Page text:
Although Australia is well-known for their beautiful beaches and lovely natural wonders, there’s more to discover than just skimming the top with famous locations like Bondi Beach, Ayers Rock, and the Great Barrier. If you’re up for taking the road less trodden, explore the hidden gems that Australia has to offer with these hand-picked locations, bespoke and tailored to give you the best in-depth experience.
A small resort town outside of the town of Exmouth that’s perfect to combine with a Kimberley Cruise, Ningaloo is blessed with Australia’s largest fringing reef surrounded by white sandy beaches, a must-go destination for avid snorkelers and divers alike. Amazing coral species, colourful tropical fish and even the migratory whale sharks, the reef is a bundle of exotic and unique marine life. Visit mid-March to late July if you are interested in swimming alongside the whale sharks as they make their way home on their migratory journey, while August to November is one of the best times for spotting Manta Rays, dugongs, and turtles in their natural habitat. Be one with nature as we respectfully visit their breeding grounds and home.
Karijini National Park
At the heart of Western Australia, this 2 billion-year-old park spans 6,274 square km of land and is the second-largest park in Australia. The plateau is surrounded by breathtaking gorges, watercourses, and endless dusty plains. With gorgeous scenery and jaw-dropping geological formations all-in-one, you can spend hours on end simply navigating the region. Swim at the freshwater spring pools near Fortescue Falls, hike up Mount Bruce or take picturesque photos at the Oxer Lookouts for the full experience. The landscape itself has been eroded and painted by the brush of nature for over 2,500 million years. Truly mind-boggling and humbling.
The 80-mile Beach is a glorious stretch of beach south of Broome with fine white sand that seems to extend to the water edge, slowly merge with scattered seashells and eventually meet the rocky shores and grass meadows of land. Swim in turquoise water and take stunning panoramic photos. If you are a nature-lover, this beach is excellent for camping, beachcombing, bird-watching and watching the sun sink into the sea over golden sand. The beach is also important breeding grounds for the flatback turtles that are native to only Northern Australia.
A luxury lodge on the top end of Australia, the Bamurru Plains offers refined hospitality with strong sustainability ethos amidst its unbeatable location with abundant wildlife and extraordinary views. The area is home to one of the largest crocodile populations in the world, and the annual migration of over one hundred thousand magpie geese is a sight to be seen. With exclusive access to over 300km of land on the edge of Kakadu National Park, glided through crocodile-infested floodplains in the safety of an airboat with your private guide, or cruise the Sampan river to watch fish leap from the water like silver flashes of lightning. If you fancy a more immersive experience, take a guided walk or a game drive in savanna woodlands and get up close and personal with buffalos, dingoes, and even witness the migration of hundreds of birds take flight around an infinity pool.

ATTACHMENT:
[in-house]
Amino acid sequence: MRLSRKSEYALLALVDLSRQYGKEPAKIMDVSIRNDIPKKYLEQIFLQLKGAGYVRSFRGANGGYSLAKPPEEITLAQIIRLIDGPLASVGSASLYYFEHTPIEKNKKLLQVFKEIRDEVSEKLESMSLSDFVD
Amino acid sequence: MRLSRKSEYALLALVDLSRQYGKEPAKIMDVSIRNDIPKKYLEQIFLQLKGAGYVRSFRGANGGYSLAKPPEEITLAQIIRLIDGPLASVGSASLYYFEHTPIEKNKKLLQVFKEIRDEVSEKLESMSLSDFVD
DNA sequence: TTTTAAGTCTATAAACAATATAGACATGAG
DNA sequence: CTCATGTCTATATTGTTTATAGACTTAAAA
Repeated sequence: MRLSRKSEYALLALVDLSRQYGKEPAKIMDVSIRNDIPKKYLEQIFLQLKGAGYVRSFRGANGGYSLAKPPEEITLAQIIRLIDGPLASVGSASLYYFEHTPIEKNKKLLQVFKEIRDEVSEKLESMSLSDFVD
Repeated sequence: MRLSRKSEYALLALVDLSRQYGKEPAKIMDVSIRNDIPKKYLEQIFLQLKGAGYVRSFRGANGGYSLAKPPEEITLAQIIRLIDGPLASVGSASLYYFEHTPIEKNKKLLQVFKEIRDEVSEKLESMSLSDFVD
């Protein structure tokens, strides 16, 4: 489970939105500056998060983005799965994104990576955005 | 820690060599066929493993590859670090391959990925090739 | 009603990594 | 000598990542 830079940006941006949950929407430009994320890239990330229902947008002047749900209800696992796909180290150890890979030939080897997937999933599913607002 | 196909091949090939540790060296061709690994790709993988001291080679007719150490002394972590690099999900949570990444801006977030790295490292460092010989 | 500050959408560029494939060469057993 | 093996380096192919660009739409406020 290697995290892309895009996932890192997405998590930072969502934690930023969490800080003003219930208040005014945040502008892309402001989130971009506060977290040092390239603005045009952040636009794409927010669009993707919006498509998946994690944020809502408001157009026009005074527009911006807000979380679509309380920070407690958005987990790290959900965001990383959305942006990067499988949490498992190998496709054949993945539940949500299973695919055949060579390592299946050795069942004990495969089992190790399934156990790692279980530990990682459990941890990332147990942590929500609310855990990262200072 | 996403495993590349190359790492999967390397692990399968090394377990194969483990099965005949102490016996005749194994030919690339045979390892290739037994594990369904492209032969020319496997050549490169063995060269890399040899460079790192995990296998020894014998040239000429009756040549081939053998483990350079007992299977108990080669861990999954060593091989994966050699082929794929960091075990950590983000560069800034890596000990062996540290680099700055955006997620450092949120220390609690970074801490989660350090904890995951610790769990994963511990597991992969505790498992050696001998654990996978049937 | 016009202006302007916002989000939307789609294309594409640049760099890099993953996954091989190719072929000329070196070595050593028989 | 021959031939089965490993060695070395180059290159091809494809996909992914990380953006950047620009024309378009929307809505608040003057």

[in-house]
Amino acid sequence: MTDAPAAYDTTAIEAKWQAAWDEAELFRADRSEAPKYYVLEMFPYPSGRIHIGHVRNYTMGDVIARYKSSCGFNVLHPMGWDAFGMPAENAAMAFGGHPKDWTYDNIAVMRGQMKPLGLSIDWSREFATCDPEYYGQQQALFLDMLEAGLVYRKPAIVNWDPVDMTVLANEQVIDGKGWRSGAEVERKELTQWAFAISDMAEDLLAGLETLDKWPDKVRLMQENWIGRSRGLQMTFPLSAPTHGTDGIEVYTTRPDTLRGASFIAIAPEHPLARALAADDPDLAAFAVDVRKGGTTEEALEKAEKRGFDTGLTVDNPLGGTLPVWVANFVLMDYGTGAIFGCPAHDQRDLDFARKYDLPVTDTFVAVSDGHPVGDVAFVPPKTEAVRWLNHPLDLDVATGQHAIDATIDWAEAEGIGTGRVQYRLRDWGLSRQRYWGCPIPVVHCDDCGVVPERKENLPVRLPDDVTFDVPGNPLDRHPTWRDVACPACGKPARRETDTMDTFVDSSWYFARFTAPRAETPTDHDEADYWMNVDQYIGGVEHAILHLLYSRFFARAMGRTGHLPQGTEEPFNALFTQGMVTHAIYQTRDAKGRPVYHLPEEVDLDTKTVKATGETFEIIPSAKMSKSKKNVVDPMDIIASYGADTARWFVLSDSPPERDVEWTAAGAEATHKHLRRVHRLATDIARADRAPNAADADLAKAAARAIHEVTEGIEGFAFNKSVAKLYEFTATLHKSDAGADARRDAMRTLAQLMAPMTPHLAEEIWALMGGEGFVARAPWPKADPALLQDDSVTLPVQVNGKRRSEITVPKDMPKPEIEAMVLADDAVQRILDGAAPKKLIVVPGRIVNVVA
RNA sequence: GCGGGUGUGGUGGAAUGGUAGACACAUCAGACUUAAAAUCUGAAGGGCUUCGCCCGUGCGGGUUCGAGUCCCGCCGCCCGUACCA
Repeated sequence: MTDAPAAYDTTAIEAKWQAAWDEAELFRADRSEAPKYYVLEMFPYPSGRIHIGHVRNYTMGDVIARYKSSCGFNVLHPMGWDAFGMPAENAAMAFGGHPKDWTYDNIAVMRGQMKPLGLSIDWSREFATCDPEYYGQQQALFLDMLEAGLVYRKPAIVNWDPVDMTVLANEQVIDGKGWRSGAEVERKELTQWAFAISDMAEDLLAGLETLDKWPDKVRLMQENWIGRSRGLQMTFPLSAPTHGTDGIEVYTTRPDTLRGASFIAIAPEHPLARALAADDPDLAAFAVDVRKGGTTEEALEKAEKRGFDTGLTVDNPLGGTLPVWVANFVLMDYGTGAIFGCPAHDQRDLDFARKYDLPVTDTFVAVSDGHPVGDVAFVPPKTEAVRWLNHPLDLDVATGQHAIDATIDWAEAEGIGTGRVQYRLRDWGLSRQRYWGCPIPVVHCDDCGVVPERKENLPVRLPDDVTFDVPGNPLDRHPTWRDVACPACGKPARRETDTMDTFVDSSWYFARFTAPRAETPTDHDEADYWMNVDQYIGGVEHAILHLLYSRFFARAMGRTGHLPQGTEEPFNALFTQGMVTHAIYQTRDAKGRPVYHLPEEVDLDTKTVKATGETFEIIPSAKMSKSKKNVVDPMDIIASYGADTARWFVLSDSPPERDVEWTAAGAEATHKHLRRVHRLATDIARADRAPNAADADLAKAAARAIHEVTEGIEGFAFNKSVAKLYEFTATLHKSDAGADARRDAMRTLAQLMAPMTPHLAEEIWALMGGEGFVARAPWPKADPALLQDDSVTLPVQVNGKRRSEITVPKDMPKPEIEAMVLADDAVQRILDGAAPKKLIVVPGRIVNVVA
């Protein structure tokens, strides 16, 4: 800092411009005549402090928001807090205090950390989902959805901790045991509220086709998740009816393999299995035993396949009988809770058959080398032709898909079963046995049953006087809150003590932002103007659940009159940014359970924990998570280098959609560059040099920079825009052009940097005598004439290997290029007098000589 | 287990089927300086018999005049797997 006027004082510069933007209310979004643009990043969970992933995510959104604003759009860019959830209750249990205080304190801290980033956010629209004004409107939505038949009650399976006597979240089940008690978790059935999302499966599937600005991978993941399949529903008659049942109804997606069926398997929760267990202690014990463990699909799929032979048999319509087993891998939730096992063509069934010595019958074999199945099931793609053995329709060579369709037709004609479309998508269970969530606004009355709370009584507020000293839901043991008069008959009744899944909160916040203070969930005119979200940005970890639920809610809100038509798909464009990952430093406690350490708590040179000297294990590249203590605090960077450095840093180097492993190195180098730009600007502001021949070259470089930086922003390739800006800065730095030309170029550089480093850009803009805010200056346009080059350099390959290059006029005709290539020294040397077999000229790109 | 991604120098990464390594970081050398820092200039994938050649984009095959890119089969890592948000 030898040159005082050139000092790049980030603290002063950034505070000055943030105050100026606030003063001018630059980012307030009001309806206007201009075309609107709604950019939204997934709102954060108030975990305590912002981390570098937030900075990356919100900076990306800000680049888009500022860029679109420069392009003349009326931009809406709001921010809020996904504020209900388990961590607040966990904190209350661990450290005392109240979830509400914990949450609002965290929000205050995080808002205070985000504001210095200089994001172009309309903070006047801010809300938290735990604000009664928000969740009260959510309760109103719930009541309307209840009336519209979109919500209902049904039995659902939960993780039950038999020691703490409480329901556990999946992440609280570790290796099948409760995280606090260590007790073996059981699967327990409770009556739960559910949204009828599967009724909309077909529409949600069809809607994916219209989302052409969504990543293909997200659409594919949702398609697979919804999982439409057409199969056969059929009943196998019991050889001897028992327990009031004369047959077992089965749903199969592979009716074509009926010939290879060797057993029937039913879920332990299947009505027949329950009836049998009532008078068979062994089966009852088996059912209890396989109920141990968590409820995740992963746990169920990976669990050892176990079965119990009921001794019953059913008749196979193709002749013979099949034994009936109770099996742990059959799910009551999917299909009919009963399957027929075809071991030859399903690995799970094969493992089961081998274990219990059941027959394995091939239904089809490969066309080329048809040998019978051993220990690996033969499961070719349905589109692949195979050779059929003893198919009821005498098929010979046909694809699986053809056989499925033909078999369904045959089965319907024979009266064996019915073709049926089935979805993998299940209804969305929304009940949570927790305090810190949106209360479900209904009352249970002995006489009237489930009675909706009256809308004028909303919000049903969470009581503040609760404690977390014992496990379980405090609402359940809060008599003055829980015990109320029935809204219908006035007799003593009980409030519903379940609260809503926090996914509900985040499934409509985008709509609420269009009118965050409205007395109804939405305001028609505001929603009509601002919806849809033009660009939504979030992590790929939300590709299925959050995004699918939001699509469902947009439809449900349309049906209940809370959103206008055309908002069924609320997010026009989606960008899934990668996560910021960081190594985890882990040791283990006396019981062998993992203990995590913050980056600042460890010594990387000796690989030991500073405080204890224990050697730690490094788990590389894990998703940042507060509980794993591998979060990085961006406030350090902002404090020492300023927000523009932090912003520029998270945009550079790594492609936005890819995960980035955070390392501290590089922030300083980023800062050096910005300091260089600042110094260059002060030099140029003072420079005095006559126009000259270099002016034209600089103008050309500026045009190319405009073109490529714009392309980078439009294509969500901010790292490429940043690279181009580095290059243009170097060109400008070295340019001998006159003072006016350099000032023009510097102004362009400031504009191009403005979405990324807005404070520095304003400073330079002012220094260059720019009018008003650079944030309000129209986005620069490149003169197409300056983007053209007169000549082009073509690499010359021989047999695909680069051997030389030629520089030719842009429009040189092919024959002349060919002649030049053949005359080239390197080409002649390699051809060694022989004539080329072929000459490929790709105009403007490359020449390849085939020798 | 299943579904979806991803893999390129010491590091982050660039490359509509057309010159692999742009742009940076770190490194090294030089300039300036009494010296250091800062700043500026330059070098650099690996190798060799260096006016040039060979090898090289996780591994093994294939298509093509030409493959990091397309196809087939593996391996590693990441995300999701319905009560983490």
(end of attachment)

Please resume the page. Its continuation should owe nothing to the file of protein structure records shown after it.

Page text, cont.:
You may have seen blue lagoons from all over the world, but have you seen a bubblegum-pink lagoon before? Hutt Lagoon is a sight to behold, the high salinity of the lagoon gives it its unusual hue, juxtaposed right next to a deep blue Indian Ocean, the stark contrast is one of the reasons the lagoon is a great place to watch the sunset. Sit down and enjoy the colours of the lagoon change as the sun slowly drops into the sea. If you’re up for it, get a scenic view when flying in by plane. Visit the small town of Port Gregory for some refreshments for your overnight stay, take your time to take in these beautiful views. Come between July and September to see wildflowers and flora flourish.
Litchfield National Park
Located just two hours away from Darwin, Litchfield National Park is home to myriad of cascading waterfalls and freshwater plunge pools. Whilst more compact and less visited than its famous counterpart Kakadu National Park, this serene national park does not come up short on natural wonders and experiences, from challenging 4WD tracks, picturesque treks of varying difficulty, or scenic helicopter flights. Be in awe when admiring the towering termite mounds that span across 17km of territory in Litchfield, and join an indigenous tour for a chance to appreciate the aboriginal history and culture in this region.
Looking for more diamonds in the trough to enrich your Australian adventure when borders reopen? Get in touch with our experienced Travel Specialists who can share first-hand stories and seek out bespokes experiences for your next journey.